Wednesday, July 30, 2014
Once I scrambled over the guard rail and down the embankment, I realized I’d done a dumb thing.
Let’s face it, I use a motorized recliner lift chair to stand up in my own living room, and, at a recent Sunday service in church, the minister brought the bread and wine to me in my pew because I had trouble walking up as far as the altar—yet, yesterday here I was off the road in a wooded area using my cane to hobble down into a swamp of semitropical jungle… and no one in the world knew where I was.
Yesterday as I ran needed errands all over the city, I decided to visit Ginny’s grave, a thing I do a couple of times a week. On the drive there in a side trip, I’ve often noticed a bronze historical marker on Lenox Avenue, but I’ve never before stopped to read it; it’s buried a bit back in the bushes at the Cedar Creek Bridge.
It marks the spot of a Civil War skirmish when defenders droved yankee invaders back into enemy occupied territory in Jacksonville.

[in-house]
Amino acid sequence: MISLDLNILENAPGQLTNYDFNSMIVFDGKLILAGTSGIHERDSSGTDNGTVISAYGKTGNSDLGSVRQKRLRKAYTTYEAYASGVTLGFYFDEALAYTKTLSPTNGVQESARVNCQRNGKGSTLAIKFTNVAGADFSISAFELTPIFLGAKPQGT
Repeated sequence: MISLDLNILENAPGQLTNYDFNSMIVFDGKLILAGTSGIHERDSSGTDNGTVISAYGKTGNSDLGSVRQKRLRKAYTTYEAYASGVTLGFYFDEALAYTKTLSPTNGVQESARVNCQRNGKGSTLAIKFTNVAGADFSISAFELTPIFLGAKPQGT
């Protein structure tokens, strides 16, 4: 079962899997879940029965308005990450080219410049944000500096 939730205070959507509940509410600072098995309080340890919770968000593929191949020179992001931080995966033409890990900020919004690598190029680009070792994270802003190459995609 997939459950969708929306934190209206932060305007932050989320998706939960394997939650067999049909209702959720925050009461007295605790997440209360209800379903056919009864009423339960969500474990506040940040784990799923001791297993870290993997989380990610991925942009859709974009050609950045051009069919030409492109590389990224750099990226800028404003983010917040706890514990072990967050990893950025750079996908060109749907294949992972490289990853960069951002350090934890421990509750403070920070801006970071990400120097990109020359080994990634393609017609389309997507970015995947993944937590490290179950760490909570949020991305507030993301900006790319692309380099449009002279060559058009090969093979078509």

From the marker I noticed an overgrown path leading steeply down into the creek bed.
On a whim. the insane thought occurred to me that if I sat on a post, I could swing my legs over the rail and explore the steep downward path. Surely there are no snakes in that undergrowth. And I’m a man. I’m only 75. I can make it down there… and at least most of the way back up to the road.
You know, being a Christian does not necessarily make you smart.
So, not exactly being led by the Holy Spirit, in only four tries, I managed to wallow my arthritic legs over the barriers, over fallen logs, down the muddy downgrade and into the swamp. I batted vine tangles out of the way with my cane.
Nothing to it.
God wouldn’t let anything bad happen to a Christian…
I stood on the creek bank, swarmed by buzzing mosquitoes, watching a moccasin’s ripple through the dark water near the far bank. And I envisioned the fight on this spot a hundred years ago.
I felt pleased with myself that I’d taken this mini-adventure.
And yes, I did finally wallow out of the swamp where Confederate soldiers once bogged down. Except for the present day bridge, I felt I was slipping in that same historic mud.
A dumb thing to do.
It was worth the effort.